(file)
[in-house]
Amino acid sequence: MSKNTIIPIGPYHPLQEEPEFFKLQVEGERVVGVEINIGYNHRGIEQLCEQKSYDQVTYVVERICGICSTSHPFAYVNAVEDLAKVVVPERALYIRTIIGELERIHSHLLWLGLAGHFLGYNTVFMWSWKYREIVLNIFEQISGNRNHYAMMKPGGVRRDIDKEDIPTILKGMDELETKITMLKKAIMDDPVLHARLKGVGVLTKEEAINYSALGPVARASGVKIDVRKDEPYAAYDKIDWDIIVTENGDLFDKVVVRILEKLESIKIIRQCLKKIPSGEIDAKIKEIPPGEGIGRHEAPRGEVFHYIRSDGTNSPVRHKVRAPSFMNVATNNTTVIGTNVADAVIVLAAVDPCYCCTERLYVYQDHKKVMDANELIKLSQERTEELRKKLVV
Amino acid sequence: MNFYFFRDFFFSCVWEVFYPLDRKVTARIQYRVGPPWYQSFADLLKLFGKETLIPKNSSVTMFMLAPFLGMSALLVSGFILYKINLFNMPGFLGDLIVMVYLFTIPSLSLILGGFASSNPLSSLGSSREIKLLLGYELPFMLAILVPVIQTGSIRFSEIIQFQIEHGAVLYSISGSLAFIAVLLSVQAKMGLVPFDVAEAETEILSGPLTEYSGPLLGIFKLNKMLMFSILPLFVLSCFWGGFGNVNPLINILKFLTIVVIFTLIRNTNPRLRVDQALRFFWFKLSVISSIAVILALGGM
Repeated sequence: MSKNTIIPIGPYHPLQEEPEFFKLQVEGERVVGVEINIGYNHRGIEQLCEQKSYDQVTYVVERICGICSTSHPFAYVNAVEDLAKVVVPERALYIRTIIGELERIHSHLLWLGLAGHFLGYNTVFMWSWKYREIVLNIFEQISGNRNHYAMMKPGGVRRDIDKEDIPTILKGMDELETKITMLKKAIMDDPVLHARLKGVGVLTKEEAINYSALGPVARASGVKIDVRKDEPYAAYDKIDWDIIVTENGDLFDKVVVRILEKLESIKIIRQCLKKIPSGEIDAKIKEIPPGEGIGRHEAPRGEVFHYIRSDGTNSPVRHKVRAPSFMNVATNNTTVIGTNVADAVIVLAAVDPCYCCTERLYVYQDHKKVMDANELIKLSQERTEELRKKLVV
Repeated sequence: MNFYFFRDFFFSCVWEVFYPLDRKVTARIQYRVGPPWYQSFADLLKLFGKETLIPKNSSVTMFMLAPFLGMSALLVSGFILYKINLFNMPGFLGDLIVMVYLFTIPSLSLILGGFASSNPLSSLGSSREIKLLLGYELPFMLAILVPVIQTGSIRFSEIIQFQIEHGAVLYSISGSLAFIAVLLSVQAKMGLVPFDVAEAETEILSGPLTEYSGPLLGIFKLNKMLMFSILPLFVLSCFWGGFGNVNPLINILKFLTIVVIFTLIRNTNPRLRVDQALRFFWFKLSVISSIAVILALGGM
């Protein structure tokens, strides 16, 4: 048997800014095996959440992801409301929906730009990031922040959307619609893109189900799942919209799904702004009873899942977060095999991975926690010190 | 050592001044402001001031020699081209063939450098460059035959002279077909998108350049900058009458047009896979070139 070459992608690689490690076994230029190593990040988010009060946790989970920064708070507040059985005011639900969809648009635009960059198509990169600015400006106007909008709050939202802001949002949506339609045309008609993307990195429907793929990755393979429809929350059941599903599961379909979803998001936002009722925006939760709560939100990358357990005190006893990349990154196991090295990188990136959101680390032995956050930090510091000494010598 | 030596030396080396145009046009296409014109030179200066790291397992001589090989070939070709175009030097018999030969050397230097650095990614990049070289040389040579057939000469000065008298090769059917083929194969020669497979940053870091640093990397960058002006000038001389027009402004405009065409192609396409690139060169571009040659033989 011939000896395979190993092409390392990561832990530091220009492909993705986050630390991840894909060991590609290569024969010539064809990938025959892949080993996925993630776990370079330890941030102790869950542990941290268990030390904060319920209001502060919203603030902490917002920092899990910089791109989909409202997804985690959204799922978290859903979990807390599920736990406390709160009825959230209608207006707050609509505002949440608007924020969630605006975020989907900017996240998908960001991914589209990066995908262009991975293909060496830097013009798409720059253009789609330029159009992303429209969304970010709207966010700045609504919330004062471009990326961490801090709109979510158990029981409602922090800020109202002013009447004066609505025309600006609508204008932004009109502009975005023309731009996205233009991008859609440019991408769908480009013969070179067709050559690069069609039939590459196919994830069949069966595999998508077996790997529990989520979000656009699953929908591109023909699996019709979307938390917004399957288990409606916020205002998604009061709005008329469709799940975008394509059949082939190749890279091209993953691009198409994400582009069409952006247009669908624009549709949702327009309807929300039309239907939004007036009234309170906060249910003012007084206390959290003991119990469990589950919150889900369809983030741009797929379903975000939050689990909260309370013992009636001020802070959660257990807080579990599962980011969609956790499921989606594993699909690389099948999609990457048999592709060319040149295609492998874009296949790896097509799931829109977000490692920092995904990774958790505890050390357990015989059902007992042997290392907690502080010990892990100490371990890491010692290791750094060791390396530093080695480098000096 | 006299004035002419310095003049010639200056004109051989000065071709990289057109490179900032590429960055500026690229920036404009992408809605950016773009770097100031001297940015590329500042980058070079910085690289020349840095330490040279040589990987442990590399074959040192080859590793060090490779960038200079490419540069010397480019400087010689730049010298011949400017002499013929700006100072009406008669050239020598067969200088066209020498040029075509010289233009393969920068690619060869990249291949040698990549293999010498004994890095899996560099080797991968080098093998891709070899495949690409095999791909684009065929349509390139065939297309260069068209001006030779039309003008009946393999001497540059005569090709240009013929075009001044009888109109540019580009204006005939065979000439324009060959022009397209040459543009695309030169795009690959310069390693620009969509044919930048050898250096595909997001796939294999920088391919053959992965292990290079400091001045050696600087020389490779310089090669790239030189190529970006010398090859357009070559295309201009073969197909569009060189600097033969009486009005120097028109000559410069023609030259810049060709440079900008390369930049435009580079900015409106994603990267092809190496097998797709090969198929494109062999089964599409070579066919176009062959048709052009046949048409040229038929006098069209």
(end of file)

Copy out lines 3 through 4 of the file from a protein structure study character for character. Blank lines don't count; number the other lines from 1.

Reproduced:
Amino acid sequence: MNFYFFRDFFFSCVWEVFYPLDRKVTARIQYRVGPPWYQSFADLLKLFGKETLIPKNSSVTMFMLAPFLGMSALLVSGFILYKINLFNMPGFLGDLIVMVYLFTIPSLSLILGGFASSNPLSSLGSSREIKLLLGYELPFMLAILVPVIQTGSIRFSEIIQFQIEHGAVLYSISGSLAFIAVLLSVQAKMGLVPFDVAEAETEILSGPLTEYSGPLLGIFKLNKMLMFSILPLFVLSCFWGGFGNVNPLINILKFLTIVVIFTLIRNTNPRLRVDQALRFFWFKLSVISSIAVILALGGM
Repeated sequence: MSKNTIIPIGPYHPLQEEPEFFKLQVEGERVVGVEINIGYNHRGIEQLCEQKSYDQVTYVVERICGICSTSHPFAYVNAVEDLAKVVVPERALYIRTIIGELERIHSHLLWLGLAGHFLGYNTVFMWSWKYREIVLNIFEQISGNRNHYAMMKPGGVRRDIDKEDIPTILKGMDELETKITMLKKAIMDDPVLHARLKGVGVLTKEEAINYSALGPVARASGVKIDVRKDEPYAAYDKIDWDIIVTENGDLFDKVVVRILEKLESIKIIRQCLKKIPSGEIDAKIKEIPPGEGIGRHEAPRGEVFHYIRSDGTNSPVRHKVRAPSFMNVATNNTTVIGTNVADAVIVLAAVDPCYCCTERLYVYQDHKKVMDANELIKLSQERTEELRKKLVV